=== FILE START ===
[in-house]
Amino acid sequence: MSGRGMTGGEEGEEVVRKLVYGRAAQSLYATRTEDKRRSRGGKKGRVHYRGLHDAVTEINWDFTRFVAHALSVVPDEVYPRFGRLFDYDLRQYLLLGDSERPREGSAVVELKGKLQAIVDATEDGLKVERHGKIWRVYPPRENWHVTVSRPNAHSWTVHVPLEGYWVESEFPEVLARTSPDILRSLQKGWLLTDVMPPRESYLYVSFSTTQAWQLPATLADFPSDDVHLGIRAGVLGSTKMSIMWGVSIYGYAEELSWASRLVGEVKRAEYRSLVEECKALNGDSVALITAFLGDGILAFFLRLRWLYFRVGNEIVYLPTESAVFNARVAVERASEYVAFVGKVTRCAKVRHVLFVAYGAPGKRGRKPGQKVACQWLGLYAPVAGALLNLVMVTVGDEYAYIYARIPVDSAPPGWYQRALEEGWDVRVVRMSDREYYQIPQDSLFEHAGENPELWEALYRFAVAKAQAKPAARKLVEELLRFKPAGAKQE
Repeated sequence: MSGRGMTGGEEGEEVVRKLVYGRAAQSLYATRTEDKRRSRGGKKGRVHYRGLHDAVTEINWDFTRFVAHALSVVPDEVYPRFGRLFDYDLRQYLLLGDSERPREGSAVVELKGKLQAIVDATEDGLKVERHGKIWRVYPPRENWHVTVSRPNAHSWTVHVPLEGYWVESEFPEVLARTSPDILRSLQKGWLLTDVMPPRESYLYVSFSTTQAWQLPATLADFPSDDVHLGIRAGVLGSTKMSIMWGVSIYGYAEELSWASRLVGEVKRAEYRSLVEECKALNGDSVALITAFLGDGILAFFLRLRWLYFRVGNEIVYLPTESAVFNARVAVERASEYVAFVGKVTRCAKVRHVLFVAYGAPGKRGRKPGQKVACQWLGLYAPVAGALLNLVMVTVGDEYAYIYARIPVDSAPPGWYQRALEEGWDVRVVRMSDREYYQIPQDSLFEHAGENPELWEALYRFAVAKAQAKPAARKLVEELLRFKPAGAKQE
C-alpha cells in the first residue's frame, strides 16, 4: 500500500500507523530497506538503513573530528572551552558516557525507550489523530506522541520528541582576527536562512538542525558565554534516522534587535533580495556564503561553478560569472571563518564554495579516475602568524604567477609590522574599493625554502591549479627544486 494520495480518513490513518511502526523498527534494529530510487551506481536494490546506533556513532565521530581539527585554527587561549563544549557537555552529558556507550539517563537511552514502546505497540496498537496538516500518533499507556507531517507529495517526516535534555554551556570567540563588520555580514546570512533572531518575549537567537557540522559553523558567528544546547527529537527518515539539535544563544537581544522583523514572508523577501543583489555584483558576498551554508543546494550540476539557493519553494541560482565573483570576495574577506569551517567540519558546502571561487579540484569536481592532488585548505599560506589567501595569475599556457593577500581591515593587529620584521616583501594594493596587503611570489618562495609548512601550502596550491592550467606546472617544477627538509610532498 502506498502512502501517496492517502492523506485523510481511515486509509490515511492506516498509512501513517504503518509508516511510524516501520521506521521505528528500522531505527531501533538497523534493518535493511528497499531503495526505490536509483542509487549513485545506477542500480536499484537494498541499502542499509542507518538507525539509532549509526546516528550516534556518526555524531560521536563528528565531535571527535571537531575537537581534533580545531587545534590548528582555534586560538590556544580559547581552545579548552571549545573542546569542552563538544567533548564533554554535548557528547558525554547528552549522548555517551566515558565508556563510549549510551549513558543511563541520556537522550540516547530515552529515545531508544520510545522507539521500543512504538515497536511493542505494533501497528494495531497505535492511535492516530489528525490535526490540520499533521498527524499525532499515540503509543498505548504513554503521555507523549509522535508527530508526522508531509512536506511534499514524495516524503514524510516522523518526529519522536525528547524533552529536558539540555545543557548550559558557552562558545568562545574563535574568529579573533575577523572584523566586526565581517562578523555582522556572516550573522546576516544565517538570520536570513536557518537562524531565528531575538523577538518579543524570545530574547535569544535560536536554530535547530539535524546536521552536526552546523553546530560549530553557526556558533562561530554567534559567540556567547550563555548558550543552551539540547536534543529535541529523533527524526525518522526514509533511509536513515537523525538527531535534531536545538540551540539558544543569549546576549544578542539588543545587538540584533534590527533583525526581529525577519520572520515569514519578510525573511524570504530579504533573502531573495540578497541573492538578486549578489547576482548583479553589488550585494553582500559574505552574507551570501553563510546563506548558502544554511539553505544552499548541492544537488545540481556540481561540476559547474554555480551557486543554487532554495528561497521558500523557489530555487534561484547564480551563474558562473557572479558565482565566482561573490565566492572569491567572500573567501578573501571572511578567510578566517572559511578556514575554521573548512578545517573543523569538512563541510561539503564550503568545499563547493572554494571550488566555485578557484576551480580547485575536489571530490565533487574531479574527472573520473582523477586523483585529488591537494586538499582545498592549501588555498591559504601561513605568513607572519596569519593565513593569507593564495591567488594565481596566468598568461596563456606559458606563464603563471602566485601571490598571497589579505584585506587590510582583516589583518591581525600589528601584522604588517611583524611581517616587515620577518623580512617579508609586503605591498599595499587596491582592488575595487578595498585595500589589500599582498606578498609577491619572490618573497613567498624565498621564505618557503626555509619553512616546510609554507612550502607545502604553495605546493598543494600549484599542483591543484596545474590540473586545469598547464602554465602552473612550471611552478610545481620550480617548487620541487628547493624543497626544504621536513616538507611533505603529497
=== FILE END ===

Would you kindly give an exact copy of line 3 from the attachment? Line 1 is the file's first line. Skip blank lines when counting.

Repeated sequence: MSGRGMTGGEEGEEVVRKLVYGRAAQSLYATRTEDKRRSRGGKKGRVHYRGLHDAVTEINWDFTRFVAHALSVVPDEVYPRFGRLFDYDLRQYLLLGDSERPREGSAVVELKGKLQAIVDATEDGLKVERHGKIWRVYPPRENWHVTVSRPNAHSWTVHVPLEGYWVESEFPEVLARTSPDILRSLQKGWLLTDVMPPRESYLYVSFSTTQAWQLPATLADFPSDDVHLGIRAGVLGSTKMSIMWGVSIYGYAEELSWASRLVGEVKRAEYRSLVEECKALNGDSVALITAFLGDGILAFFLRLRWLYFRVGNEIVYLPTESAVFNARVAVERASEYVAFVGKVTRCAKVRHVLFVAYGAPGKRGRKPGQKVACQWLGLYAPVAGALLNLVMVTVGDEYAYIYARIPVDSAPPGWYQRALEEGWDVRVVRMSDREYYQIPQDSLFEHAGENPELWEALYRFAVAKAQAKPAARKLVEELLRFKPAGAKQE